Thursday, May 5, 2011

Cinco de Mayo

From Wikipedia:
Cinco de Mayo (Spanish for "fifth of May") is a holiday held on May 5.  It is celebrated nationwide in the United States and regionally in Mexico, primarily in the state of Puebla.  The date is observed in the United States as a celebration of Mexican heritage and pride, and to commemorate the cause of freedom and democracy during the first years of the American Civil War.  In the state of Puebla, the date is observed to commemorate the Mexican army's unlikely victory over French forces at the Battle of Puebla on May 5, 1862, under the leadership of General Ignacio Zaragoza Seguín.  Contrary to widespread popular belief, Cinco de Mayo is not Mexico's Independence Day, the most important national patriotic holiday in Mexico, which occurs on September 16th.
On the other hand, in many ways an important holiday from a US perspective, since the French, seeing that the US was otherwise occupied (US Civil War and all that), tried to conquer Mexico and establish a French Empire under Emperor Louis-Napoléon Bonaparte (Napoleon III).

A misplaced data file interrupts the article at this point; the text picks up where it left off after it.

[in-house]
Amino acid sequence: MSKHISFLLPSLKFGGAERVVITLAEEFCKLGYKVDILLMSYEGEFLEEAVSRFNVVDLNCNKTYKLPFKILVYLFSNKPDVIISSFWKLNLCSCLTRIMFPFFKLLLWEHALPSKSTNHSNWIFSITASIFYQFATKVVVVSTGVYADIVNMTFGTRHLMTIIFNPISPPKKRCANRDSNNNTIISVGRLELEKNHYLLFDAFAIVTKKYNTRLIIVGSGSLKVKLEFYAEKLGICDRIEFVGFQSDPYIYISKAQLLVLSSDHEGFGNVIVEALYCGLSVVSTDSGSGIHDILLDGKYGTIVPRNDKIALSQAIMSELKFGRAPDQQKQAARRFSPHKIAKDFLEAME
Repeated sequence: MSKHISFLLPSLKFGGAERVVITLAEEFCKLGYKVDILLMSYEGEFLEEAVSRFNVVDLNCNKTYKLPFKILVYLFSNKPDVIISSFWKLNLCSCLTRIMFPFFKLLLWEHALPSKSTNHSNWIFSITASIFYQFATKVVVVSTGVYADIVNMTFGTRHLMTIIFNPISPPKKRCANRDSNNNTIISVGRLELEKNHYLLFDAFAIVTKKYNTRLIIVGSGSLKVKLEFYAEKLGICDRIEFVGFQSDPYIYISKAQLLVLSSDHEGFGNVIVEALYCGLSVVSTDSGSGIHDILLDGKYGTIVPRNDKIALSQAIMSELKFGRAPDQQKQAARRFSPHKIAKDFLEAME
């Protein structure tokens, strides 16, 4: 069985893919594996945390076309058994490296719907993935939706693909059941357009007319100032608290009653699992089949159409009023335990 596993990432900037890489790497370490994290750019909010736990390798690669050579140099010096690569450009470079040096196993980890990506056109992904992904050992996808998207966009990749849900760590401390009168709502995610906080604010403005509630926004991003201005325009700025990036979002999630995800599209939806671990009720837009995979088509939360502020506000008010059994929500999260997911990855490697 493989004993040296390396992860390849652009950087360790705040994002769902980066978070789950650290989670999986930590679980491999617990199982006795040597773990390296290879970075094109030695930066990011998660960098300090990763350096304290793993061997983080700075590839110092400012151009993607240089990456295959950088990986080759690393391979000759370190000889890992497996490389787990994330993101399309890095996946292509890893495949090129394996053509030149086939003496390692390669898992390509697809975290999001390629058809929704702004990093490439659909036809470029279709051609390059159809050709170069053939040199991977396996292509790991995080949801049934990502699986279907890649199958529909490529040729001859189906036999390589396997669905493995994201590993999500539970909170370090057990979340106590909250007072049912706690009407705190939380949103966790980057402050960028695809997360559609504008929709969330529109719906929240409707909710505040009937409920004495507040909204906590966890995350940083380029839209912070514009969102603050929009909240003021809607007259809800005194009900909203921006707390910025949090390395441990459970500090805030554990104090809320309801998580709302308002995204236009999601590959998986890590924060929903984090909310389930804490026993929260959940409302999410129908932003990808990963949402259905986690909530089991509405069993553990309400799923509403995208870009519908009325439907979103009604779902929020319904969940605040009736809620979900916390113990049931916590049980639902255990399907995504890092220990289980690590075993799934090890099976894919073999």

Just imagine.  Francophones on the Southern Border as well as up on the Northern Border.  And, Bonapartism.

We dodged a bullet there.  A big thanks to Mexico and General Ignacio Zaragoza Seguín.

Regards  —  Cliff

3 comments:

kad barma said...

A friend's child, student in Chris Scott's Lowell Public Schools, (I know this is a cheap shot, but whatever), came home today to announce that Cinco de Mayo celebrates Mexican Independence. (Face in palm).

C R Krieger said...

Brendon, our server at Chili's, just now, knew the right answer.  Good on you, Brendon.

Regards  —  Cliff

Logo Design said...

Cinco de Mayo is not “an obligatory federal holiday” in Mexico, but rather a holiday that can be observed voluntarily. While Cinco de Mayo has limited significance nationwide in Mexico, the date is observed in the United States and other locations around the world as a celebration of Mexican heritage and pride. Cinco de Mayo is not Mexico’s Independence Day, which actually is September 16, the most important national patriotic holiday in Mexico.